Ratings motivate universities to be more honestFebruary 15, 2016
Representatives of the companies compiling academic rankings and other experts met at a round table called “Changes in rankings: challenges and opportunities for Russian universities”. The 2-day event was part of the 15th Seminar-Conference of Project 5-100 which took place in Ural Federal University.
The participants in the round table discussed the changes in the methodologies of national and international rankings and future possibilities. For example, Alex Usher (President of the Higher Education Strategy Association (HESA) and Chief Editor of Global Higher Education Strategy Monitor) is certain that we shouldn’t be expecting substantial innovations in this area in the near future. He briefly talked about the history of the development of rankings in the world and described each stage of its development from a methodological point of view. According to Usher, such indicators as the employability of graduates and their income after graduation are very important for the “third wave” of national ratings.
Duncan Ross (Data and Analytics Director at Times Higher Education) claimed that the methodology of THE rankings isn’t going to alter in the foreseeable future; at least not as far as its core principles are concerned. It is still going to be built on “three whales”, which is to say, by means of information provided by the universities, and by the academic reputation survey and data from Scopus. Nevertheless, Ross reminded the audience of the recent changes that have both expanded and forged variety in the current system: the number of the universities in the global ranking has increased from 400 to 800; the reputational survey has become more balanced in terms of geographical location of the scientists (thanks to the UNESCO database); and articles with an extremely large number of authors are no longer considered in the ranking.
Ben Sowter (Chief Editor of QS Rankings) showed which articles and in which disciplines were the most highly-cited in 2010-2014 according to Scopus. Life sciences and medicine are the undisputed leaders here. This field of study has brought in almost half (49%) of all citations, while only 1% of these acknowledgements have been attributed to arts and humanities. “We don’t think that Russian journals must publish articles about Russian literature in English,” Sowter said. “This doesn’t make much sense. Look at China and Japan. Most humanities-related articles are published in their native language, and so they should be. We don’t want to put the universities in an uncomfortable position, so that’s why there needs to be regulations.”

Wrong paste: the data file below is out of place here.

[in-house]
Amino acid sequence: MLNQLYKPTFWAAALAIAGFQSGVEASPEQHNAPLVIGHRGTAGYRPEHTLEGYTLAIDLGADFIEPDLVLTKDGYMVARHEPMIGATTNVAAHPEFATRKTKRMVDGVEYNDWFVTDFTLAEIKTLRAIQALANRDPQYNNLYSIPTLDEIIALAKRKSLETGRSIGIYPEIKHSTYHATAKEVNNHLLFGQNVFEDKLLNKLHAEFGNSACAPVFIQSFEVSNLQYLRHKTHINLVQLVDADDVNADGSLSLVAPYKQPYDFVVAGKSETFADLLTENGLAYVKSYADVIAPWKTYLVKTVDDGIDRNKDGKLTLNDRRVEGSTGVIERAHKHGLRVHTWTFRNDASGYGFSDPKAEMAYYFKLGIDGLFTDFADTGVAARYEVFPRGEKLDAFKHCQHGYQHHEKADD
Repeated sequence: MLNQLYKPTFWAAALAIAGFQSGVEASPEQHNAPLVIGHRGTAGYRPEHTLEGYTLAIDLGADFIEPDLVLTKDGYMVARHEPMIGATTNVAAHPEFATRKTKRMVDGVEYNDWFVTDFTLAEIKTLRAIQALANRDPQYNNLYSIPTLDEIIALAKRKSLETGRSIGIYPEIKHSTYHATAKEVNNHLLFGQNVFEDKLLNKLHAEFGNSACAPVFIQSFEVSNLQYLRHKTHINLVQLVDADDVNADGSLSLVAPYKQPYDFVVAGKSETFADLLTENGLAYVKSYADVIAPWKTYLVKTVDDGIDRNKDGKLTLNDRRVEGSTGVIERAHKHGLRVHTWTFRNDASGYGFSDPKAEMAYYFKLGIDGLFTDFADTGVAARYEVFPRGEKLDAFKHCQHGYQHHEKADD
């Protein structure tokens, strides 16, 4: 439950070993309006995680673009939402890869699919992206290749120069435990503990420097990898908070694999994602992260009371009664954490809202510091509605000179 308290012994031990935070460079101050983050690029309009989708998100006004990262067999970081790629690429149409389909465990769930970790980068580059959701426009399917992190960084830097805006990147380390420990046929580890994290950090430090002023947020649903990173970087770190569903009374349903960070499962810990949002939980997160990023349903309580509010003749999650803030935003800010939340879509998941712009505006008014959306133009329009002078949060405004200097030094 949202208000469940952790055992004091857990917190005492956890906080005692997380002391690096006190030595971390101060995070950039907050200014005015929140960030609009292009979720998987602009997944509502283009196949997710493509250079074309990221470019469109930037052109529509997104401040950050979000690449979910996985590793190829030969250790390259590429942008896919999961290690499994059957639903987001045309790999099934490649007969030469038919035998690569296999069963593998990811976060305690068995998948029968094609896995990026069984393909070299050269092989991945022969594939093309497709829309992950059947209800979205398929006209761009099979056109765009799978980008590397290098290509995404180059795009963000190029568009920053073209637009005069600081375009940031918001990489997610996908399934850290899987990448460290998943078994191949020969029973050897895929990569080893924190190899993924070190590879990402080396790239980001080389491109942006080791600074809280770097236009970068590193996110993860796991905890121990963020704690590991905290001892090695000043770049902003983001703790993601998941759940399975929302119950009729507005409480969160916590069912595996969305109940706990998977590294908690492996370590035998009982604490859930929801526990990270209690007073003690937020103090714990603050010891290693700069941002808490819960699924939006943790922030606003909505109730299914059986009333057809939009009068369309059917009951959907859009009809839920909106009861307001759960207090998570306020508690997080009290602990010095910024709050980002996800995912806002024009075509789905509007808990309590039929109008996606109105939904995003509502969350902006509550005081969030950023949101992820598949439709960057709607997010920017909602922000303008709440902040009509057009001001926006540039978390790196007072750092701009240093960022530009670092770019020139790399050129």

Sowter also gave his attention to the ethical side of rankings. “We motivate the universities to be honest”, he said. He went on to add that QS checks the reports provided by the universities. Thus, in order to avoid any manipulation and misinterpretation of the terms, students who did not study outside of their countries were excluded from the “foreign student” category in 2015.
Kazimierz Bilanow (Managing Director of IREG) believes that ranking providers must always be “on top of their game.” For this purpose, the professional community has developed the “Berlin Principles” – quality standards and proper ranking practices. Over the last few years IREG has been conducting audits of ranking organizations with the participation of independent experts.
Richard Holmes (Editor of the blog University Ranking Watch) systemized the practices which accompany changes in ranking systems. He noted that methodological changes are inevitable, even if undesired. Holmes recommended a series of measures which would help to “soften the blow”. “Rating organizations must forewarn the public of the upcoming changes”, Holmes urged. He also advised ranking providers to warn the universities that it will be impossible to compare the results of different years because when the methodology changes the rating practically starts from scratch.
According to Oleg Solovyev (Editor of the rating Round University Ranking), in this situation the universities cannot and must not claim that a sharp rise in the ranking is the result of their efforts. He warned the marketing departments of universities against giving in to this temptation. “We need to be informed consumers of information”, he concluded.
Several speakers devoted their presentation to the perception of ratings and asked questions from the universities’ position. Vitaly Bagan (Head of Strategy Development at MIPT) noted that the main ranking providers do not consider such important things as prospective students (applicants) and students in their calculations. Bagan believes that a survey of prospective students can show the power of a university brand and reduce the influence of academic experts. “We need ratings which collect the maximum amount of objective data on the basis of publically available information”, he emphasized.
The topic of “blind spots” was continued by Ekaterina Mikhailova (Head of Strategic Planning and Ranking Studies at ITMO University). She pointed out that such important areas as innovation, entrepreneurship and the social function (adaptation of students), which are currently undergoing rapid development in Russian and international universities, are not fully reflected in the current ratings.
Sergei Kireev (Dean at MIPT) complained about the exclusion of articles with a large number of authors from ranking calculations. He reminded the audience that such publications are based on serious breakthrough research conducted with the participation of many countries. “We want to cooperate with the rankings and we want the methodology to be transparent”, Kireev concluded.